For the second straight year, the Alexandria City Public School leadership has seen an unexpected leap in school enrollment. ACPS Superintendent Morton Sherman announced last week that 2009-2010 enrollment is up another 4.9 percent, on top of last years unexpected 6.3 percent increase. This means that ACPS enrollment has increased by more than 1,400 students since the 2006-07 school year.
This second straight large increase begs several questions. The first is, why were this years projections so disparate from reality? Predicting enrollment is certainly not the most accurate science, but the system could have allotted for that by providing a cushion a worst-case scenario to influence its handling of the issue. School Board member Charles Wilson said that he was upset with himself for not ensuring that the Board had a detailed contingency plan for dealing with unexpected enrollment increases. After last years whopping enrollment jump, the largest percentage increase in Virginia, it seems reasonable for Alexandria residents to expect the superintendents office and school administration to be better prepared this time.
The increases have mainly taken place in the citys elementary schools, with Maury, Mount Vernon and Ramsay all seeing increases of more than 10 percent. The enrollment jumps at these schools, combined with several other schools that were already nearing capacity, means that some tough decisions loom. Does the city need to devote the resources to build another elementary school? If so, where? Or, does the city need to move away from the model that has allowed schools like Lyles-Crouch and Jefferson-Houston to run special programs with smaller enrollments than other schools in the city?
This continued growth in public school enrollment also raises, yet again, the issue of Alexandrias residency requirements. Perhaps, given Alexandrias relatively small geographic size, residency requirements should be handled at a central office, unlike currently where students just enroll in their local school. School officials discussed the possibility this spring, but this should be implemented as a policy. While central versus on-site enrollment would each have advantages and disadvantages, the central office enrollment method would enable the school district to more evenly distribute students to the various schools across the district.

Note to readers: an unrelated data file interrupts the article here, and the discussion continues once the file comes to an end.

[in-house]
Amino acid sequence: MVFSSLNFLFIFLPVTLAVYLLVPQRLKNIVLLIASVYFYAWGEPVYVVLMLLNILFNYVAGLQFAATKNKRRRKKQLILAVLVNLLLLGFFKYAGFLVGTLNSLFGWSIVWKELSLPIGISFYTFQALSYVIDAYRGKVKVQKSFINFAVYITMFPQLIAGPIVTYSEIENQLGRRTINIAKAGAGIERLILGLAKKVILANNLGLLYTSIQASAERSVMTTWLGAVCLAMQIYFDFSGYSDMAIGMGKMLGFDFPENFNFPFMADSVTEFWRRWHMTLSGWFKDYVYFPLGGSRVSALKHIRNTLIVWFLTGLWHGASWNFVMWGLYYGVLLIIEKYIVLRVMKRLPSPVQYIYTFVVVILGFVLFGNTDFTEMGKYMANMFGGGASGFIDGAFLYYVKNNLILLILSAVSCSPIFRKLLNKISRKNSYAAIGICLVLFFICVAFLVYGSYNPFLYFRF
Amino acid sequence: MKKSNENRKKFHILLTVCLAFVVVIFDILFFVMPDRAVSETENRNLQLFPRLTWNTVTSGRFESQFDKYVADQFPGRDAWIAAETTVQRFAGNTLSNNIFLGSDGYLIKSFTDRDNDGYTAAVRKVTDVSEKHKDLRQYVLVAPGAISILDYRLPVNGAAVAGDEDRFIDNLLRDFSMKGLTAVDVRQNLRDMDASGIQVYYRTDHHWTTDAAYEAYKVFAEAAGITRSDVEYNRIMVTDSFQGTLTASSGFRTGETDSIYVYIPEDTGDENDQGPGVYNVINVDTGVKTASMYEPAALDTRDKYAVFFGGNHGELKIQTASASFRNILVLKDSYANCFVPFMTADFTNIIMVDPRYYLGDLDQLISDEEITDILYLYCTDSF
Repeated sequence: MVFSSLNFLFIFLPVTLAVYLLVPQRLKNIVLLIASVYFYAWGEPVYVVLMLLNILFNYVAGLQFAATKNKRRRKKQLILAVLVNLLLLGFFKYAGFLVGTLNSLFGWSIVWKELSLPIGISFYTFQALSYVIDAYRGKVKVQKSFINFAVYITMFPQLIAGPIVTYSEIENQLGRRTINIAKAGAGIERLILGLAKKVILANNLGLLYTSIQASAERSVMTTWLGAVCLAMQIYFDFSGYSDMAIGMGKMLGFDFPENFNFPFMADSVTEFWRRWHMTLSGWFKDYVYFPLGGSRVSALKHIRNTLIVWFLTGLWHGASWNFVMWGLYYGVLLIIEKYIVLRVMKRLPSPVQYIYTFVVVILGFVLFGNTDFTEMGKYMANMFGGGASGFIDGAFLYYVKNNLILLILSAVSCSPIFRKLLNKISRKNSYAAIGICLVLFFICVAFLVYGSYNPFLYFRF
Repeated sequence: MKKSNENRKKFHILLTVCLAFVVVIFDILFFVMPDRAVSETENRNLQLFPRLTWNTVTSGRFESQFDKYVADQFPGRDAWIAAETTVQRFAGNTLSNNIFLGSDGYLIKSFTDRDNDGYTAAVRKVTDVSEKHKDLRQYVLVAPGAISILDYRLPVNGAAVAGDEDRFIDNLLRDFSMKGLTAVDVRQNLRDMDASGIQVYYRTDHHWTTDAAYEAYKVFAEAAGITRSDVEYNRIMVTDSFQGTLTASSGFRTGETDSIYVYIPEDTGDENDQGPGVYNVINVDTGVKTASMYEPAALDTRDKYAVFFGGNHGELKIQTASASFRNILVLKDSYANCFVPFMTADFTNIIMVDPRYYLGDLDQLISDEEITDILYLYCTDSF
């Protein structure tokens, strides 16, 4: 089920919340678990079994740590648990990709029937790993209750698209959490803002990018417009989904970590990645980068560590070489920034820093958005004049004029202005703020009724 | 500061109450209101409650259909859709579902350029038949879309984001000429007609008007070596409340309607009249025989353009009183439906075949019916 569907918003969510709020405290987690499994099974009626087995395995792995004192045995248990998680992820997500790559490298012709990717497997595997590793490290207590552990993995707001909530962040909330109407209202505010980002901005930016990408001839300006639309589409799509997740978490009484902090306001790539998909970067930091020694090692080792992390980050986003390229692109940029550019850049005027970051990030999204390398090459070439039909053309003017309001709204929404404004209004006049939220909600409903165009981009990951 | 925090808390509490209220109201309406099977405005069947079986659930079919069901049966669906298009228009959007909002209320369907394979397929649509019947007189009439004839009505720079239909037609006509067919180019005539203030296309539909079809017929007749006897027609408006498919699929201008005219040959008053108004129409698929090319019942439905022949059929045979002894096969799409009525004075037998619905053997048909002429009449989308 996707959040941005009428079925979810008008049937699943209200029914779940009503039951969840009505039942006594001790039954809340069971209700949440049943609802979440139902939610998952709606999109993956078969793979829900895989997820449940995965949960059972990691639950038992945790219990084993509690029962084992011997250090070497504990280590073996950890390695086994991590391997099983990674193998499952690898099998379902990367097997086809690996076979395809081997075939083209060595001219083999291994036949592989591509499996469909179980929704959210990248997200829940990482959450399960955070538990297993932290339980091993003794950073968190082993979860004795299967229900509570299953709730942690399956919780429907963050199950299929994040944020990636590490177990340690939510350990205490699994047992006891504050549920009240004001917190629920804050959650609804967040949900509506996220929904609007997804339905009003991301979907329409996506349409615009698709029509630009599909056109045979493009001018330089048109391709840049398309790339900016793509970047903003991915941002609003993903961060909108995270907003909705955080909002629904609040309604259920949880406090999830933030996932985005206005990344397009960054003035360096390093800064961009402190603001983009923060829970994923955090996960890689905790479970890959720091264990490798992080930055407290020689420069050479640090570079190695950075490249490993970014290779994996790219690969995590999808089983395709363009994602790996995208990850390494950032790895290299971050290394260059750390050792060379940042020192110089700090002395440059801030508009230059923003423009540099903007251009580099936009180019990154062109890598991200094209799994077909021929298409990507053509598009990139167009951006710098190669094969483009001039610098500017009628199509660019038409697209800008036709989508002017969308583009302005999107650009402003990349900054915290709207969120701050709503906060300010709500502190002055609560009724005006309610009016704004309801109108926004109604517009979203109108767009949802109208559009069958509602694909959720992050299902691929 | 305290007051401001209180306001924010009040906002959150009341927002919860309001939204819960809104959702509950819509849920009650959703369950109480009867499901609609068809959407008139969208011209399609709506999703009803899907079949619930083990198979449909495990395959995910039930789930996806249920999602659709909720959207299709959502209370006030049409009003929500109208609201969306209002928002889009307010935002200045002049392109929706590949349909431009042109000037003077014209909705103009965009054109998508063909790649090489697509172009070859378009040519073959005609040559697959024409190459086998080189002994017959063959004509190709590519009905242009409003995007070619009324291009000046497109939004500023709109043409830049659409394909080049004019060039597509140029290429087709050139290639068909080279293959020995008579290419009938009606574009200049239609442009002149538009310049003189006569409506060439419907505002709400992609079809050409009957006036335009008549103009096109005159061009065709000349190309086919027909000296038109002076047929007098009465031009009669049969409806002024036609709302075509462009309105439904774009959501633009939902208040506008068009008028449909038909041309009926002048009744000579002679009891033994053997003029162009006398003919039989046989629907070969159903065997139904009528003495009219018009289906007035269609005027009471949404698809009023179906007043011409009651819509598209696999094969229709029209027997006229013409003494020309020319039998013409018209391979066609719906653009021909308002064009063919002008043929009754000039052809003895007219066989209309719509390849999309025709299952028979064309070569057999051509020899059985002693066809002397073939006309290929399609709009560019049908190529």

Alexandrias proof of residency requirements also need to be re-examined. Our citys requirements are not as stringent as those in Prince William County, for instance, which requires a birth certificate, proof of a lease or deed and two additional pieces of residency proof to enroll. (Alexandria requires one fewer piece of proof.) Perhaps Alexandria should consider a different method of verifying residency to reduce the number of students who are illegally attending ACPS. Or perhaps students should have to re-verify their residency every two or three years instead of just at enrollment.
Given the current overcrowding and budget constraints, it would make sense for the School Board to establish a committee to investigate whether there are additional reasons why Alexandria is experiencing a jump in enrollment that far exceeds that of its neighbors. While neighboring jurisdictions are also experiencing growth Arlington Countys enrollment is up 3 percent this year they havent experienced growth at the rate of Alexandria during the past two years.
The School Board and superintendent are undoubtedly concerned about the rapid increase in enrollment, but it is time to move beyond words and take concrete steps to manage and if possible stem the influx particularly if this surge is being exacerbated by large numbers of students who shouldnt be attending ACPS. It is not fair to the taxpayers of Alexandria, nor to the students who legitimately attend school here, to be forced to attend schools so overcrowded that it may adversely affect student achievement.